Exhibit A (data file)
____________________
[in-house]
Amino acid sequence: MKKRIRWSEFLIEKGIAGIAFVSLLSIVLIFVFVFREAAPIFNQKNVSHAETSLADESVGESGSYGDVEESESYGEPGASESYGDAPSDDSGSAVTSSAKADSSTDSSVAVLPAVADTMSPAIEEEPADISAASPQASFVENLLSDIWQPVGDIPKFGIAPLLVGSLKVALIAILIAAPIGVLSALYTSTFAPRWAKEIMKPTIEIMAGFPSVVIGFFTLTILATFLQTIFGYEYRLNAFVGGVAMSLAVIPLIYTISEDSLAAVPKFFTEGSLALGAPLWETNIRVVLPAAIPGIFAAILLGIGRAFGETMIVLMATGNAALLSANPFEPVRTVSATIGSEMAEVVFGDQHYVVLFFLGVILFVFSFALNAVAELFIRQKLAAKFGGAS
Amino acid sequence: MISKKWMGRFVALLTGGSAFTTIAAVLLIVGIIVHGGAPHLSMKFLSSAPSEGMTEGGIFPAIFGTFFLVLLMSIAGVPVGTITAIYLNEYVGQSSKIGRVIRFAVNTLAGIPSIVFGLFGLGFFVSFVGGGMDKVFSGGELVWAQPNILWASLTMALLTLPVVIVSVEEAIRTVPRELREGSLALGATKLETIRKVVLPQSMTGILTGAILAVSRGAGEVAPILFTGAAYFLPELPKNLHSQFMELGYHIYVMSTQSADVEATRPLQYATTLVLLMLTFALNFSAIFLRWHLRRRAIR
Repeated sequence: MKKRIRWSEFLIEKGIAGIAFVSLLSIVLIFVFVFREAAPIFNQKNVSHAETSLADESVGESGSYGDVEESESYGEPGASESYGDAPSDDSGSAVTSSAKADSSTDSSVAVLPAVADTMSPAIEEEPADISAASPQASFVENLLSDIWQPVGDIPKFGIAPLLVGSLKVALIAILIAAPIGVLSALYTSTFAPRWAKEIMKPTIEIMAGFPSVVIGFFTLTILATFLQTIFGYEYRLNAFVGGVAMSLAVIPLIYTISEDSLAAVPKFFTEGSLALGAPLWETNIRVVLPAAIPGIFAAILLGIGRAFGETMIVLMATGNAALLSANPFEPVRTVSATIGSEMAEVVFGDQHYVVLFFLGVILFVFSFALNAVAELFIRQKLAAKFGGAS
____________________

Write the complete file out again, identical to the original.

[in-house]
Amino acid sequence: MKKRIRWSEFLIEKGIAGIAFVSLLSIVLIFVFVFREAAPIFNQKNVSHAETSLADESVGESGSYGDVEESESYGEPGASESYGDAPSDDSGSAVTSSAKADSSTDSSVAVLPAVADTMSPAIEEEPADISAASPQASFVENLLSDIWQPVGDIPKFGIAPLLVGSLKVALIAILIAAPIGVLSALYTSTFAPRWAKEIMKPTIEIMAGFPSVVIGFFTLTILATFLQTIFGYEYRLNAFVGGVAMSLAVIPLIYTISEDSLAAVPKFFTEGSLALGAPLWETNIRVVLPAAIPGIFAAILLGIGRAFGETMIVLMATGNAALLSANPFEPVRTVSATIGSEMAEVVFGDQHYVVLFFLGVILFVFSFALNAVAELFIRQKLAAKFGGAS
Amino acid sequence: MISKKWMGRFVALLTGGSAFTTIAAVLLIVGIIVHGGAPHLSMKFLSSAPSEGMTEGGIFPAIFGTFFLVLLMSIAGVPVGTITAIYLNEYVGQSSKIGRVIRFAVNTLAGIPSIVFGLFGLGFFVSFVGGGMDKVFSGGELVWAQPNILWASLTMALLTLPVVIVSVEEAIRTVPRELREGSLALGATKLETIRKVVLPQSMTGILTGAILAVSRGAGEVAPILFTGAAYFLPELPKNLHSQFMELGYHIYVMSTQSADVEATRPLQYATTLVLLMLTFALNFSAIFLRWHLRRRAIR
Repeated sequence: MKKRIRWSEFLIEKGIAGIAFVSLLSIVLIFVFVFREAAPIFNQKNVSHAETSLADESVGESGSYGDVEESESYGEPGASESYGDAPSDDSGSAVTSSAKADSSTDSSVAVLPAVADTMSPAIEEEPADISAASPQASFVENLLSDIWQPVGDIPKFGIAPLLVGSLKVALIAILIAAPIGVLSALYTSTFAPRWAKEIMKPTIEIMAGFPSVVIGFFTLTILATFLQTIFGYEYRLNAFVGGVAMSLAVIPLIYTISEDSLAAVPKFFTEGSLALGAPLWETNIRVVLPAAIPGIFAAILLGIGRAFGETMIVLMATGNAALLSANPFEPVRTVSATIGSEMAEVVFGDQHYVVLFFLGVILFVFSFALNAVAELFIRQKLAAKFGGAS